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'The flamingos are coming': A favorite Attica restaurant is moving to Clarence

The owner of an Attica restaurant acclaimed for its menu blending Polish and Italian specialties – and its unusual decorating motif – is moving 23 miles west to Clarence.

Morluski's is set to open in early summer in the former Clarence Church of Christ building at 10678 Main St., at Sawmill Road.

And, yes, owner Jeannine Morlacci confirmed it is bringing more than just its food and its reputation to the new location.

"The flamingos are coming," she said with a laugh about the decorations that adorn the restaurant and its menu.

It's the latest promising revival of a structure in Clarence Hollow by the DeRose family – David; his wife, Kathy; and their son, David Jr. Their previous and ongoing projects on this historic stretch of Main Street include the former First Presbyterian Church and the Humbert House.

"It was another opportunity," David DeRose said. "It was a beautiful old building and it's going to look gorgeous when it's restored."

The DeRoses bought the property at 10678 Main in September for $225,000, public records show.

The Romanesque Revival red-brick church building was constructed in 1876 and dedicated in 1877. It was home to the Clarence Church of Christ for about a century before the congregation moved and sold the building.

It later housed the Clarence Sewing Center and then the Henry and Henry home decor shop but it's been vacant for many years, said Douglas Larkin, president of the Clarence Historical Society.

David DeRose said he and his family initially had hoped to bring a brewery into 10678 Main but that project fell through. He then started talking to Morlacci, who he knows because his family's Utley Acres farm provides grass-fed beef to her restaurant.

Morlacci opened Morluski's at 121 Prospect St. in Attica in February 2018. The restaurant is known for using locally sourced ingredients to produce homestyle dishes ranging from scallops on white bean ragu to dill pickle soup and gnocchi to pierogi – all reflecting her husband's Italian heritage or her own Polish background.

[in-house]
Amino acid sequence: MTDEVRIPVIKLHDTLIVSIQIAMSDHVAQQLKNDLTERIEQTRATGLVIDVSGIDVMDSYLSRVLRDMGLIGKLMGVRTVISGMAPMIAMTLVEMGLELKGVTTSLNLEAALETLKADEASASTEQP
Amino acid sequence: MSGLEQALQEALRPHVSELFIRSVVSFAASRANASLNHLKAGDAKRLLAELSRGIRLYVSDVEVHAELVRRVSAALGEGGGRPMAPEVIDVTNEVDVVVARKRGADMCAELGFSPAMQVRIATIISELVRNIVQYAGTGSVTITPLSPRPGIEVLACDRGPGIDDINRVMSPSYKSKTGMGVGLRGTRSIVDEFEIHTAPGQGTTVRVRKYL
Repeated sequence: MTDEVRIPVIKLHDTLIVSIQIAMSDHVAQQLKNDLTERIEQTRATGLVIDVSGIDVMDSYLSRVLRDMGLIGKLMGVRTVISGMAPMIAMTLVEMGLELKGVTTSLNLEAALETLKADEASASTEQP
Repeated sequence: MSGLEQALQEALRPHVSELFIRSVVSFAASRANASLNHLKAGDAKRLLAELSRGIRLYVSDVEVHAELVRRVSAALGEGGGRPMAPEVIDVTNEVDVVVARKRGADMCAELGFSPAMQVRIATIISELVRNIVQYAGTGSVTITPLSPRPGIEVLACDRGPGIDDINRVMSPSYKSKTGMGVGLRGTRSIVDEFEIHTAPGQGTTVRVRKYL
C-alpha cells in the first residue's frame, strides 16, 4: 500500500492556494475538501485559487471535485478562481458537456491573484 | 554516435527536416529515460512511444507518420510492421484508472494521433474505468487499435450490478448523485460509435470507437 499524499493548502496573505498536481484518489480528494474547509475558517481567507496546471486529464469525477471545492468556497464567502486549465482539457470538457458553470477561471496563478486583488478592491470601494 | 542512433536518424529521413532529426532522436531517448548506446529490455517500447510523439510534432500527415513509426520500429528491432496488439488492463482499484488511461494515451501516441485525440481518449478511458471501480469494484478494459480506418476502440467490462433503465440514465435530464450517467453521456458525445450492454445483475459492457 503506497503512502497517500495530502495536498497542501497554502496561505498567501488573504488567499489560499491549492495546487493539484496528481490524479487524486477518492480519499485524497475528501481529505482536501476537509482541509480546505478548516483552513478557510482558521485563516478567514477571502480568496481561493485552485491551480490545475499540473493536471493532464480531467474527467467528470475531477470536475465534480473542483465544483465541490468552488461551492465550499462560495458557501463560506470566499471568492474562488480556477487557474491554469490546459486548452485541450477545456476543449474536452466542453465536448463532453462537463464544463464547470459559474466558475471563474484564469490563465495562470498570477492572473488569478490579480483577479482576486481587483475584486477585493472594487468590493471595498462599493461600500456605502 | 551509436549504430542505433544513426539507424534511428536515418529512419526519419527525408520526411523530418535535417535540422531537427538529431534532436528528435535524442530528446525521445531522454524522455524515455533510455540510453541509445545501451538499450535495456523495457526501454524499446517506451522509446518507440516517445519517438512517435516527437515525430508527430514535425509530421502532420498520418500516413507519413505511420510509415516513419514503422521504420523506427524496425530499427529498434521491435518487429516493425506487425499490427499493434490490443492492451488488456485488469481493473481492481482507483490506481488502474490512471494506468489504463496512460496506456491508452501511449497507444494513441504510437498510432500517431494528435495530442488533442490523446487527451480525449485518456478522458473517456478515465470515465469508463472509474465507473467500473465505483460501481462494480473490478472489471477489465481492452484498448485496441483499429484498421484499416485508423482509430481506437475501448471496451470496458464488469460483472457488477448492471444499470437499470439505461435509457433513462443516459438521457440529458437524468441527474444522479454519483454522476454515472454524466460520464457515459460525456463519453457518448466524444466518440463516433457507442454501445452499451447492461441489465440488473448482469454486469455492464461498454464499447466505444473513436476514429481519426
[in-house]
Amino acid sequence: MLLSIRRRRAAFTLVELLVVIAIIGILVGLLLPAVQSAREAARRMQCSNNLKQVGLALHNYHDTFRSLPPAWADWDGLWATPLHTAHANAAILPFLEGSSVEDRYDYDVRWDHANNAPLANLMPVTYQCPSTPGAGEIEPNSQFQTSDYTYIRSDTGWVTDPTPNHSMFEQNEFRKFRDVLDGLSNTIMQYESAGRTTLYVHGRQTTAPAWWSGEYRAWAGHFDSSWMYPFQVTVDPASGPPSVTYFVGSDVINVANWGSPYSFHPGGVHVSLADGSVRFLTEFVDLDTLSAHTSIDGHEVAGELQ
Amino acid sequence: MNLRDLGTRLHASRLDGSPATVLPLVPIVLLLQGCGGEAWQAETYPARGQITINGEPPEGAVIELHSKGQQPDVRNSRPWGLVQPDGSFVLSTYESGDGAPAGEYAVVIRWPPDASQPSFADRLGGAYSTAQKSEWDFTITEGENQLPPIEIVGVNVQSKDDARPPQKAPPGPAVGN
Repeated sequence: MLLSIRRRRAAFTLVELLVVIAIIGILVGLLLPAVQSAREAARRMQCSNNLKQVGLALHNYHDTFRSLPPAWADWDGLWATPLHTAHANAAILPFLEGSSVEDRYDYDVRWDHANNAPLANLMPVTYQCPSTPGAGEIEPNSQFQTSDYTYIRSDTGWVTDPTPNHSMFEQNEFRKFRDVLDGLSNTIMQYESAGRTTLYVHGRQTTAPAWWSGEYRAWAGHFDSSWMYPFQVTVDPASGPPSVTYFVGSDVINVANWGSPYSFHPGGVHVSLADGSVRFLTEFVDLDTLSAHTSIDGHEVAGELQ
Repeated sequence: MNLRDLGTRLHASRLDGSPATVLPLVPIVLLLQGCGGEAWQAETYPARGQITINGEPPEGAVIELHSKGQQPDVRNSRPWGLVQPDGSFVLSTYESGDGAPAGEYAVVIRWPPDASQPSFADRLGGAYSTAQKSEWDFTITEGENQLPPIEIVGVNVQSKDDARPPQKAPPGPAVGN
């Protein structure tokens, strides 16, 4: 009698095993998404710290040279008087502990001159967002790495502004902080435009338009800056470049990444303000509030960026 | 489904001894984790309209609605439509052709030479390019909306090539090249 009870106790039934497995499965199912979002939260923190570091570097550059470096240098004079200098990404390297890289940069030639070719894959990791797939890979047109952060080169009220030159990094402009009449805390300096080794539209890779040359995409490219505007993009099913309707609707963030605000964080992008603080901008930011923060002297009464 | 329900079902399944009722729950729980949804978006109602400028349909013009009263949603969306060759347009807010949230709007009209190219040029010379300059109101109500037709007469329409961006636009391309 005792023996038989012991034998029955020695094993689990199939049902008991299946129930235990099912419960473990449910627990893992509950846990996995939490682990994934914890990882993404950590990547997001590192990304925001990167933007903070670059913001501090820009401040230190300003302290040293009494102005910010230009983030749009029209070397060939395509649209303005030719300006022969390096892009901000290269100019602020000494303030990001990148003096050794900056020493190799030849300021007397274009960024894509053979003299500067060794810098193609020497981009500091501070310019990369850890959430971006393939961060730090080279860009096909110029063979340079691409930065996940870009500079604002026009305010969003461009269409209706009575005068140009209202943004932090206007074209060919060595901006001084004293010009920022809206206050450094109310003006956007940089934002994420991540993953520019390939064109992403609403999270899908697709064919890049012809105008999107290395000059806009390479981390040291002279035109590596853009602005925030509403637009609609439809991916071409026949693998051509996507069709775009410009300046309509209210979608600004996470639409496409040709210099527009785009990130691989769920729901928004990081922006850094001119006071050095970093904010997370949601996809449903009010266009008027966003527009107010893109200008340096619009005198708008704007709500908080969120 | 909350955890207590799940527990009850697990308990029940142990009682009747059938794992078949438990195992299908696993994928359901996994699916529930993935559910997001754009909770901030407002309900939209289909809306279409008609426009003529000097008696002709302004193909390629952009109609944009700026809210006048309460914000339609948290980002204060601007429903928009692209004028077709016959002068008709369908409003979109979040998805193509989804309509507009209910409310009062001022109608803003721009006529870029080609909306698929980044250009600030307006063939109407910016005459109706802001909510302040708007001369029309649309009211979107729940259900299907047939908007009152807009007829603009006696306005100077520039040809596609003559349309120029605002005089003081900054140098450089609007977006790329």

"Everything is fresh," Morlacci said, including the pierogi and pasta made from scratch.

Polish-Italian cuisine is the draw at Morluski's in Attica

Buffalo News restaurant critic Andrew Z. Galarneau gave Morluski's 7 out of 10 plates in a December 2018 review that said it offered "hearty housemade happiness."

Morlacci said the restaurant is a destination drawing patrons from Rochester, Letchworth, this area and even Canada but people have pestered her to move closer to Buffalo and she believes the shift to Clarence will give her a larger local customer base.

Morlacci lives in Akron so she'll have a shorter commute to the restaurant but she said all of her employees plan to stay with her at the new site.

"We're sad that we're moving from Attica, because we've had some great regulars. But they said they'll follow us," Morlacci said.

Some of the pink flamingos collected by Morluski's. (Robert Kirkham/News file photo)

She said she'll have room for more tables and a full bar – they offer local beers, wine and hard cider now – in the Clarence location. They're planning to stay open through the spring in Attica and close for a week or two before reopening at the new site in June.

David DeRose revealed Morluski's would be the tenant at 10678 Main during Clarence Supervisor Patrick Casilio's State of the Town address last week, after Casilio pointed out DeRose and asked if he had any news to share.

"They kill it in Attica and we think it’s going to be really successful here in Clarence," DeRose told the audience.

“Who says reuse isn’t alive and well in Clarence?” Casilio added.

The DeRose family has rehabilitated historic buildings in the Clarence Hollow for several years now and believes Morluski's is another good tenant for the district.

"The more reason people have to be in the Hollow, the better the Hollow's going to do," David DeRose said.

Their first project was the former First Presbyterian Church, at 10750 Main St., which they turned into a venue for weddings and other events called the Brickhall at the Hollow.

Couple brings historic Clarence church back to life as an events venue

The DeRoses also bought the neighboring Magoffin House, at 10748 Main, an Italianate-style home that dates back to 1865 and takes its name from the former town supervisor who once lived there. They converted that structure to apartments.

And the DeRoses are partnering on the restoration of the Humbert House, 10622 Main St. at Ransom Road, a local historic landmark and former pharmacy named after a prominent town family.

Salvatore's Hospitality's bar and tapas-style café is expected to open around April at the site, with the DeRoses leaving the barn as a carriage house-style residence.

"The guy's a one-man revitalization out here in the Hollow," said Larkin, the Historical Society president.

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